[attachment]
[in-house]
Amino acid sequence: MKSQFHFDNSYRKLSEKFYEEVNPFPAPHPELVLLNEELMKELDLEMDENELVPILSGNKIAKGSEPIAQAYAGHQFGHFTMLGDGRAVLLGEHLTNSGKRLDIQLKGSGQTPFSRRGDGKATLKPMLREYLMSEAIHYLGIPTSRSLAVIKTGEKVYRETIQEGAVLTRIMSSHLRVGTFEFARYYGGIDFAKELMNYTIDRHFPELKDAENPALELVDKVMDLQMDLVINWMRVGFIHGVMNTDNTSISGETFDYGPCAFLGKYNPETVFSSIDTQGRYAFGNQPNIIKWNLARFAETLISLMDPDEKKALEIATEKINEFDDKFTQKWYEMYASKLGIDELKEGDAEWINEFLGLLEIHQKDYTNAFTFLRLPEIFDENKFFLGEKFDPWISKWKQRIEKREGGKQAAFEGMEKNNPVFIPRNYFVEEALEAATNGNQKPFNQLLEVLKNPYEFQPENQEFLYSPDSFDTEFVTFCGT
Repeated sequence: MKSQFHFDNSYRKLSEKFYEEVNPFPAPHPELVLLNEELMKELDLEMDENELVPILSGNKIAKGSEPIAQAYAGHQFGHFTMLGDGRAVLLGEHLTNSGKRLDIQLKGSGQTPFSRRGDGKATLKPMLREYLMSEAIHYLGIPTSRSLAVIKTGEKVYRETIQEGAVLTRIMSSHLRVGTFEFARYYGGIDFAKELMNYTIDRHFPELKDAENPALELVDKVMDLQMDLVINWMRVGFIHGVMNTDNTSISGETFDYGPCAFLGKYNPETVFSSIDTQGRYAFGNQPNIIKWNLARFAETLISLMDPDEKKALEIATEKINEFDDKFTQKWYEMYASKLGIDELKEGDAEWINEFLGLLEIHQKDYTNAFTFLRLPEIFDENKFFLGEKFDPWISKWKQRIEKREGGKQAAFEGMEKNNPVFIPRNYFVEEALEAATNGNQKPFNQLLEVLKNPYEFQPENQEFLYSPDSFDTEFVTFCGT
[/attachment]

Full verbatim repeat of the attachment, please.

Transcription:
[in-house]
Amino acid sequence: MKSQFHFDNSYRKLSEKFYEEVNPFPAPHPELVLLNEELMKELDLEMDENELVPILSGNKIAKGSEPIAQAYAGHQFGHFTMLGDGRAVLLGEHLTNSGKRLDIQLKGSGQTPFSRRGDGKATLKPMLREYLMSEAIHYLGIPTSRSLAVIKTGEKVYRETIQEGAVLTRIMSSHLRVGTFEFARYYGGIDFAKELMNYTIDRHFPELKDAENPALELVDKVMDLQMDLVINWMRVGFIHGVMNTDNTSISGETFDYGPCAFLGKYNPETVFSSIDTQGRYAFGNQPNIIKWNLARFAETLISLMDPDEKKALEIATEKINEFDDKFTQKWYEMYASKLGIDELKEGDAEWINEFLGLLEIHQKDYTNAFTFLRLPEIFDENKFFLGEKFDPWISKWKQRIEKREGGKQAAFEGMEKNNPVFIPRNYFVEEALEAATNGNQKPFNQLLEVLKNPYEFQPENQEFLYSPDSFDTEFVTFCGT
Repeated sequence: MKSQFHFDNSYRKLSEKFYEEVNPFPAPHPELVLLNEELMKELDLEMDENELVPILSGNKIAKGSEPIAQAYAGHQFGHFTMLGDGRAVLLGEHLTNSGKRLDIQLKGSGQTPFSRRGDGKATLKPMLREYLMSEAIHYLGIPTSRSLAVIKTGEKVYRETIQEGAVLTRIMSSHLRVGTFEFARYYGGIDFAKELMNYTIDRHFPELKDAENPALELVDKVMDLQMDLVINWMRVGFIHGVMNTDNTSISGETFDYGPCAFLGKYNPETVFSSIDTQGRYAFGNQPNIIKWNLARFAETLISLMDPDEKKALEIATEKINEFDDKFTQKWYEMYASKLGIDELKEGDAEWINEFLGLLEIHQKDYTNAFTFLRLPEIFDENKFFLGEKFDPWISKWKQRIEKREGGKQAAFEGMEKNNPVFIPRNYFVEEALEAATNGNQKPFNQLLEVLKNPYEFQPENQEFLYSPDSFDTEFVTFCGT